Jade River: A History of the MahurangiRonald H Locker
First published 2001. Published online 2014–. This online edition is a work in progress…
Pages 155–157in printed edition
Steam comes to the Mahurangi
Henry Pulham in 1889 recalled the beginnings of steamboat service to the Mahurangi. He said:
The cutter Francis—was the only means of getting to town, although for some weeks in 1855 the steamer Wonga Wonga ran here. Some settlers were persuaded to take shares, but—the little trade was not sufficient to support so large a vessel, and we lost our money and the steamer too, and we had to fall back on the cutters. Heather Bell had taken up the running in place of Francis. Our next attempt at steam was in 1860 when a little steamer called Emu paid us a few visits, then in 1868 Enterprise No.2 came a few times, but gold being discovered at the Thames, she was abruptly taken away for the trade and we were again left to the care of Captain Dam and Heather Bell. It was not until the year 1871 that steam communication was firmly established between here and Auckland when Captain Casey, who deserves to have his name immortalised, came with the steamer Lady Bowen and kept her running for a long time without paying her expenses, but ultimately trade increased.
These first three steamboats deserve some comment.
The steamboat Wonga Wonga had just arrived in Melbourne from Greenock under sail in 1854, when she was purchased by the Local Steam Navigation Company of Auckland. Daldy was a director. She arrived in Auckland under sail with burned out boilers. She was 108 tons, 106 feet long, rigged as a brig, and had two 30 horsepower low-pressure engines driving screws. On 13 March 1855, she made her first run north: to Mahurangi, Kawau, Whangārei, Bay of Islands (and later to Mangonui). Voyages were made about fortnightly, with runs to Mahurangi and Kawau interspersed. Passengers for Mahurangi were dropped at Scotts Landing. The fare was 12 shillings cabin, 10 shillings steerage, and was high for the time. Combes and Daldy were the agents. Although the vessel performed well, costs proved high. A further boiler burnout did not help. The share capital was never fully paid up, and a loan had to be raised. A subsidy from the provincial government briefly postponed insolvency, but when it was cut, the steamboat was laid up in April 1857. Later that year it was sold to the Wellington Steam Navigation Company (ancestor of the Union Steamship Company). The ship then had a varied life, serving ports in the lower North Island and upper South Island. It served the Commissariat in the Taranaki Wars, took prospectors to the new Otago diggings, and was first to enter the Whanganui and Manawatu Rivers. In 1863 it had the distinction of picking up most of the survivors from hms Orpheus. It happened to be going out over the Manakau bar, bound south, just after the Orpheus struck. In 1864, the Wonga Wonga was back briefly on its former service to Mahurangi and up the east coast of Northland. (This ship should not be confused with a much larger contemporary steamer of the same name, also belonging to Wellington Steam Navigation Company, which served on the Wellington to Melbourne run from 1858, and later to San Francisco).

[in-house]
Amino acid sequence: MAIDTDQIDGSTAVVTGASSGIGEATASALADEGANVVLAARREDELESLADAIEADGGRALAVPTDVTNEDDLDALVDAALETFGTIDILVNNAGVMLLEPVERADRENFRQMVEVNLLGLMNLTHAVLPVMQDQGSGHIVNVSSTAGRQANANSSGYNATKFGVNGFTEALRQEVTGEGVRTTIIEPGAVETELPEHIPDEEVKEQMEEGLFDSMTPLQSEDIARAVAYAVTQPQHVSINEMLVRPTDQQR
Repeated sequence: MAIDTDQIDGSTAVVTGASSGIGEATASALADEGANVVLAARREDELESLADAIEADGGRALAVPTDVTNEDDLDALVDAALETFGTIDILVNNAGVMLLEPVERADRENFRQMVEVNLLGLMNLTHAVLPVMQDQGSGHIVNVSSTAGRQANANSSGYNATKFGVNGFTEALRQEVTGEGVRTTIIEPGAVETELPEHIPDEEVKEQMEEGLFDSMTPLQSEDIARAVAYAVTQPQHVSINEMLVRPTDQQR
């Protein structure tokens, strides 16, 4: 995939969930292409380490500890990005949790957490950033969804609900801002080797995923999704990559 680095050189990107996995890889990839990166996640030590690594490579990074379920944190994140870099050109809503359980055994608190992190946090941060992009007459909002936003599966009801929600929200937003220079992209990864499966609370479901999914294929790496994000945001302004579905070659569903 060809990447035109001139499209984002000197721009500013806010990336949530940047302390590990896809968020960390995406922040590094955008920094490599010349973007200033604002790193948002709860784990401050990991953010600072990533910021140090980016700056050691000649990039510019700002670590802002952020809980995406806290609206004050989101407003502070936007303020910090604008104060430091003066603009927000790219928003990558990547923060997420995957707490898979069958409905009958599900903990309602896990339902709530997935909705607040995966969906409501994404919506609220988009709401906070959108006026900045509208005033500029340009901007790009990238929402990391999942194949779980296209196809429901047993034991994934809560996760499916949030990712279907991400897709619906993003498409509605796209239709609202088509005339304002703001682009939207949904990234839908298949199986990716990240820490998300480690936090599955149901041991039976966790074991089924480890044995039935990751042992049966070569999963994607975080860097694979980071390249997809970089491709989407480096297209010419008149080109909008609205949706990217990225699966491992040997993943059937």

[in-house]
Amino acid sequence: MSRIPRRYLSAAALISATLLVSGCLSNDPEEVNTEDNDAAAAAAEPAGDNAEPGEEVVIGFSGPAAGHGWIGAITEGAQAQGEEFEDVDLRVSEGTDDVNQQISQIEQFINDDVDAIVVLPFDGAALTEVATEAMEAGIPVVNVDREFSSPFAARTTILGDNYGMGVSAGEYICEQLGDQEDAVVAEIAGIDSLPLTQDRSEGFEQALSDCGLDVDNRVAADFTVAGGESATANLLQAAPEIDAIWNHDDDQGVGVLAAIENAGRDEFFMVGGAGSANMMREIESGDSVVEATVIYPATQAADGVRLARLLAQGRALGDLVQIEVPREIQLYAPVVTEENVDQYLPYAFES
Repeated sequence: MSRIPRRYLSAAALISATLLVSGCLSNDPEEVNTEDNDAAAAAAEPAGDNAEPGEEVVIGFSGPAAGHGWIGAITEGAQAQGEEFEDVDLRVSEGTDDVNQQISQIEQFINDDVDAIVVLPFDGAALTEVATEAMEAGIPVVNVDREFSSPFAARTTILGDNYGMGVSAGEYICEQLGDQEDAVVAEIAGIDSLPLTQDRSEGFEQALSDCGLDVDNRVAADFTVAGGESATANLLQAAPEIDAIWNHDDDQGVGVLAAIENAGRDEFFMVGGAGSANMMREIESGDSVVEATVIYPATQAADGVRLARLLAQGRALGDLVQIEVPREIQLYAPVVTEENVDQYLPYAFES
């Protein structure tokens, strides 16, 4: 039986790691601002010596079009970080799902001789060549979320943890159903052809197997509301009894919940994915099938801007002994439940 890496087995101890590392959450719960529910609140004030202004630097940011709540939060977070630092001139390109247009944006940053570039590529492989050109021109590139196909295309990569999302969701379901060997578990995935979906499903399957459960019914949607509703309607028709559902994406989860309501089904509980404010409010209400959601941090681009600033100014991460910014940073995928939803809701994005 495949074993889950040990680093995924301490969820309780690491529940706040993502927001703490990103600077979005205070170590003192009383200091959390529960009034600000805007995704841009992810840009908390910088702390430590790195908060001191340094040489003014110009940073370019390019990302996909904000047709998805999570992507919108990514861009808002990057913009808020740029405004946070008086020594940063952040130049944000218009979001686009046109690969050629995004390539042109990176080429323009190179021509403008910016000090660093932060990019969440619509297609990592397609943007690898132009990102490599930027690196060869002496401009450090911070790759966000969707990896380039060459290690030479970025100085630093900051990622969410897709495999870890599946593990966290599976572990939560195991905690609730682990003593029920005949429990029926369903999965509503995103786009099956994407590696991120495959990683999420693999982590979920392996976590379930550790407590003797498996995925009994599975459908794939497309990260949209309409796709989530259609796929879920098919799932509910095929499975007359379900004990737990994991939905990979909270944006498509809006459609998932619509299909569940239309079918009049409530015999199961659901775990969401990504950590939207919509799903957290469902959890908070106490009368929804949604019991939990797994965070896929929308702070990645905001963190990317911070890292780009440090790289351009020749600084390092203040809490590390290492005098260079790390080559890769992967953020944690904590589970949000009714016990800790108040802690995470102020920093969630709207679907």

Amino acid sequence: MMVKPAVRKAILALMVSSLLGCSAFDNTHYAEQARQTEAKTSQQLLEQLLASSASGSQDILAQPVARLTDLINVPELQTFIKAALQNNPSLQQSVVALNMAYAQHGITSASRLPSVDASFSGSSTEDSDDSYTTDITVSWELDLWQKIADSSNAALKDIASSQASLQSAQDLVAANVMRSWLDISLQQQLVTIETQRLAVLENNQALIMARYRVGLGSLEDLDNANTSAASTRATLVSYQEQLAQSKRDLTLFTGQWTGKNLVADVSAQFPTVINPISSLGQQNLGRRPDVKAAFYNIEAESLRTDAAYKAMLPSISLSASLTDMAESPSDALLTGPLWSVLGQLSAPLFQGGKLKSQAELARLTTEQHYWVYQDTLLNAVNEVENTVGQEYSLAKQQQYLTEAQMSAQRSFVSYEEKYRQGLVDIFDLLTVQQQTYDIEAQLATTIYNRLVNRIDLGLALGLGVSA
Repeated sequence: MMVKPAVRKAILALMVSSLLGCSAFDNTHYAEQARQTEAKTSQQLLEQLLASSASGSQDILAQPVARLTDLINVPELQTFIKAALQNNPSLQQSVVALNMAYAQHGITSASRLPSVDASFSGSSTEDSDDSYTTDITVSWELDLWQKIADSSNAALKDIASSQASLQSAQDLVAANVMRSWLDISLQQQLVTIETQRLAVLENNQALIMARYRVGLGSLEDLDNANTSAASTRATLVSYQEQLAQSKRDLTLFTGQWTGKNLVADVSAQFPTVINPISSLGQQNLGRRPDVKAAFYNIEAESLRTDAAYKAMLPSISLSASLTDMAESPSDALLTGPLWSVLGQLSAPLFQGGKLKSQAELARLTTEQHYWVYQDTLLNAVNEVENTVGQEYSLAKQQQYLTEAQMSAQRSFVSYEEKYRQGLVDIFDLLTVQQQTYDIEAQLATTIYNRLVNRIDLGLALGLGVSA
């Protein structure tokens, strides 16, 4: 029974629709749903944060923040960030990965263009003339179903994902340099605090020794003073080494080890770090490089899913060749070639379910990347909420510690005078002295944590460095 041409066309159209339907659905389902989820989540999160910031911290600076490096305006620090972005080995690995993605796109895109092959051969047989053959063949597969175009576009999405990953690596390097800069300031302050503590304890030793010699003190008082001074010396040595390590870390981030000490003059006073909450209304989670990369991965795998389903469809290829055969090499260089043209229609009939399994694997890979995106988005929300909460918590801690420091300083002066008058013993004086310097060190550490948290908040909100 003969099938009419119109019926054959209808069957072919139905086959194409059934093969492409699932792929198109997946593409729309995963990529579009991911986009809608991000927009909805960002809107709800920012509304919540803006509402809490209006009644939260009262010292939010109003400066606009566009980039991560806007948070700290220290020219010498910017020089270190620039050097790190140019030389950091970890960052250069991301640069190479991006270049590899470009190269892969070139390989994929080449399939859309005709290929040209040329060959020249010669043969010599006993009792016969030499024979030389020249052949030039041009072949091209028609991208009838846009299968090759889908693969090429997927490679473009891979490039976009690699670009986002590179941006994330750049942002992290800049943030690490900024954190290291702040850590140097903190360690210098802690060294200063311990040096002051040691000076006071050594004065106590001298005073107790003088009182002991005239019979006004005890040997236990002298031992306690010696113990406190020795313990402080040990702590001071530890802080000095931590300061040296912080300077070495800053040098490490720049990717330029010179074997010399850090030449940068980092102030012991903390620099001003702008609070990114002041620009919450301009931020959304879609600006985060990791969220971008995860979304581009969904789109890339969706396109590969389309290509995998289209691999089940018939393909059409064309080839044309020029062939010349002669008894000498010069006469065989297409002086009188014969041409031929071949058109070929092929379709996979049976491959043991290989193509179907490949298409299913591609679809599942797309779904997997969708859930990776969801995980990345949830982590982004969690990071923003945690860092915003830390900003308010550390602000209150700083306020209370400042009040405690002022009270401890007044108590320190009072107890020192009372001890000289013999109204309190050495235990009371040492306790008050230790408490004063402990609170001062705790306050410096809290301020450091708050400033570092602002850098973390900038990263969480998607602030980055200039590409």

The other two ships were the first Auckland ferries. The steam wheeler Emu arrived on the Waitematā from Melbourne via Nelson, and in May 1860 established under government contract the first scheduled service to the North Shore, twice daily to Northcote at a shilling each way. The service was short-lived. The Emu struck rocks off Motutapu on 27 October, while returning from a Hauraki Gulf excursion. Captain Kreeft lost all but the engines. The spot is known as Emu Bay. North Shore folk then had to put up with whaleboats until 1865, when the paddle steamer Waitematā went into service for the Waitematā Steam Ferry Service. It soon had a competitor in the Enterprise of Holmes Brothers, who, before long, bought out the Waitematā and renamed her Enterprise No.2. As with the Wonga Wonga, Pulham’s memory of this ship was faulty. Her service to the Mahurangi Harbour was a little earlier and more prolonged than Pulham remembered:
A meeting of the settlers was held at Southgate’s Hotel relative to supporting the steamer Enterprise No.2, now running to this port. The general opinion was that if the owners continue to run her in this trade, she will eventually pay—so far the undertaking had succeeded beyond expectation. Auckland Weekly News 9 March 1867
Unfortunately for the settlers, the Thames gold rush began in August, and her owners found a much more lucrative run. They used her in the Thames trade for many years. She worked as late as 1898 under the Northern Company flag.